The Joy of Wildlife Photography: Your Very First Sessions

Rating: 4.40 based on 5 Ratings
  By Blagoja Martinovski
The Joy of Wildlife Photography: Your Very First Sessions

Feeling the beauty and uniqueness of the perfect photo inevitably leads us to the outdoors where every photographer can enjoy the adrenaline of wildlife photo-shoot.  When I first decided to try myself out in the wild and create a work of art which includes a flying bird or a cub with its mum, I was overwhelmed with the questions:  What is the best part of the day to look for animals? What is the best distance from the animals? Is it safe for me? What about the weather? The answers to these and many more can help you as a beginner not to quit but to find the easiest way to a skyrocketing photo of the wildlife.

The perfect timing!

My more experienced photographer friends advised me never to a photoshoot in the middle of the day, but instead to have an early start in the morning. Don’t let the sun in its highest point interfere your photo, creating shadows where not necessary. Do not avoid the rain either, because it can save your photo from the insects.  Early in the morning or before sunset, seem to be the best parts of the day to go on your quest for an animal photographing. Moreover, animals seem to be more active in the morning and before sunset.  Never miss the sunset!

Learn more about animals!

Exploring the wildlife in order to create the perfect photo is an essence. You have to be aware of the animal’s habits because they can actually help you. For example, some birds take a poo before their flight, and this can trigger and well-prepared you to take the best bird-flying photo. If a flying bird seems too fast to capture, try to look for some consistency in the flight. If polar bears are your interest, you may have to spend more time watching and learning about their behavior such as which cub is more playful or where does the male usually lie.

Patience is the key!

Don’t expect to open your front door and snap your lifetime photo. It takes a lot of waiting, planning ahead and an enormous amount of patience. My friend and professional photographer Mr. Arsoski were waiting for seven hours out in the rain just to get the emotional image of two bears looking for shelter. You can actually see their worried faces in this photo. The heat of the sun, drizzling rain or even a heavy storm cannot stop you, as long as you always keep in mind your safety and well –being.

Background matters!

Once you are out in the wild, the first thing you should do is explore the environment. In this way, you are actually checking your future setting. Possibilities are enormous so remind yourself what you want- what’s the purpose of your quest. Now that you are aware of the possible background you may want to adjust yourself.  Use the longer lens to narrow the view. Make sure you get a clean, calm background without many details.  You may choose to put a background such as trees or mountains further away from the subject which will give the viewer focus on your subject only.  Always keep in mind that you can’t change the animals’ natural habitat, but you can always change your position.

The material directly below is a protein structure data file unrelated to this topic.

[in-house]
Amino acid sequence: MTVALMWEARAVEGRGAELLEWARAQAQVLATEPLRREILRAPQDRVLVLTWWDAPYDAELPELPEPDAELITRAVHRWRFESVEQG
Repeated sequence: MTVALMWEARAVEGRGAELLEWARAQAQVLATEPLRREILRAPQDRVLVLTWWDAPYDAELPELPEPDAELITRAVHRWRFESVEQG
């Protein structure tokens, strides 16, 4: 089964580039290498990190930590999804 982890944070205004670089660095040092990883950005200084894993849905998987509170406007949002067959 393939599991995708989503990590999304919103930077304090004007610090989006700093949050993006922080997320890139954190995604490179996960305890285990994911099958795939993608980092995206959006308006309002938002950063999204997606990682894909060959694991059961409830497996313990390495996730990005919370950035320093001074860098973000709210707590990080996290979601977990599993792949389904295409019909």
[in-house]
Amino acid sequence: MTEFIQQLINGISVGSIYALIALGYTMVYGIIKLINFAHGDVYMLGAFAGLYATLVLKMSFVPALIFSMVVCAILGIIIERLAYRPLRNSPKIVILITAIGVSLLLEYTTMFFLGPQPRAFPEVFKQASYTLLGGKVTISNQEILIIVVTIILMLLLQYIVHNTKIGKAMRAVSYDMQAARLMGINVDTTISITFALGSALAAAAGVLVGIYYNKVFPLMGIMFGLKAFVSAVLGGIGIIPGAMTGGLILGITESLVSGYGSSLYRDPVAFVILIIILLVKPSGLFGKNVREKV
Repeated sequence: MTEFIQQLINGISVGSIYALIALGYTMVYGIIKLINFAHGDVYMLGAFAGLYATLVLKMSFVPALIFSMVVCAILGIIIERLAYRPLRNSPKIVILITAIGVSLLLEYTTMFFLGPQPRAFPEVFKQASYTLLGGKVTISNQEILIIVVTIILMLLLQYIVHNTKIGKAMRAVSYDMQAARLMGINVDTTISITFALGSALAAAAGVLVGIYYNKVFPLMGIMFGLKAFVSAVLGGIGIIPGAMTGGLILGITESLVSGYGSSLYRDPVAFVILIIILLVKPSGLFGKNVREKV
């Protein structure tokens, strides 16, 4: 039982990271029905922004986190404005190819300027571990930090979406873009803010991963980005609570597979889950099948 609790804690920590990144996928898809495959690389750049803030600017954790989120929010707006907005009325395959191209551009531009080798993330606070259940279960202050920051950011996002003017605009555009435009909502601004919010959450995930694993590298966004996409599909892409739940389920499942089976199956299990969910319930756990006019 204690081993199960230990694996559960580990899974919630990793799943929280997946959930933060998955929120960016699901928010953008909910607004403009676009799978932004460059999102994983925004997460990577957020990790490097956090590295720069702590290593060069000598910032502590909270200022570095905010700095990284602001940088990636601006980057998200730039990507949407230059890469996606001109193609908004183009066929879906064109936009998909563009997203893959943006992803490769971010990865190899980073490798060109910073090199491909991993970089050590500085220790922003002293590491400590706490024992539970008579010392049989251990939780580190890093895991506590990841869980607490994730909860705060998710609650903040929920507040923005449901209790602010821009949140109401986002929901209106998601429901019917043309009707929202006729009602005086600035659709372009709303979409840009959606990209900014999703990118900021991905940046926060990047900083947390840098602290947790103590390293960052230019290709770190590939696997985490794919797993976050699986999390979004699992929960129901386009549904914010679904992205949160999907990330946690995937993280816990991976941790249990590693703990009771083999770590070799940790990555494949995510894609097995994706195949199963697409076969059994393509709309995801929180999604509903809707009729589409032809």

What gear is the best?

When setting off, every photographer’s most difficult decision is what gear to take and what to leave behind. Suddenly, all you have is a necessity! One would believe that the more advanced equipment is the better, but I assure you that out in the wild less is the best. You have to make sure what are you aiming at this time and take the suitable equipment according to your decision. For example, if you are hiking most of the time you should limit your load to just one camera and a medium telephoto lens. Smaller focal length such as 85 mm or 50 mm would be the most suitable if you can manage some closer, eye to eye contact with your animals.  For a landscape, you need a wide-angle lens. To conclude: just take what you need, never overload because that can make traveling and get around in the wild more difficult.

Getting some hints already? Then you are on the right track. Make sure to plan everything in advance and take a good care of yourself in the wild. Keep your safety as your prime goal. Wildlife can be brilliant to observe and photo-shoot, but at the end of the day, you can never predict the animals’ behavior. Your leading force is your passion, not any kind of income.  The fulfillment brought to you by a photo sending a message, expressing animals’ emotions, or presenting the wonders of nature is indeed priceless. It is worth to give yourself this treat. Never give up!

Rating: 4.40 based on 5 Ratings
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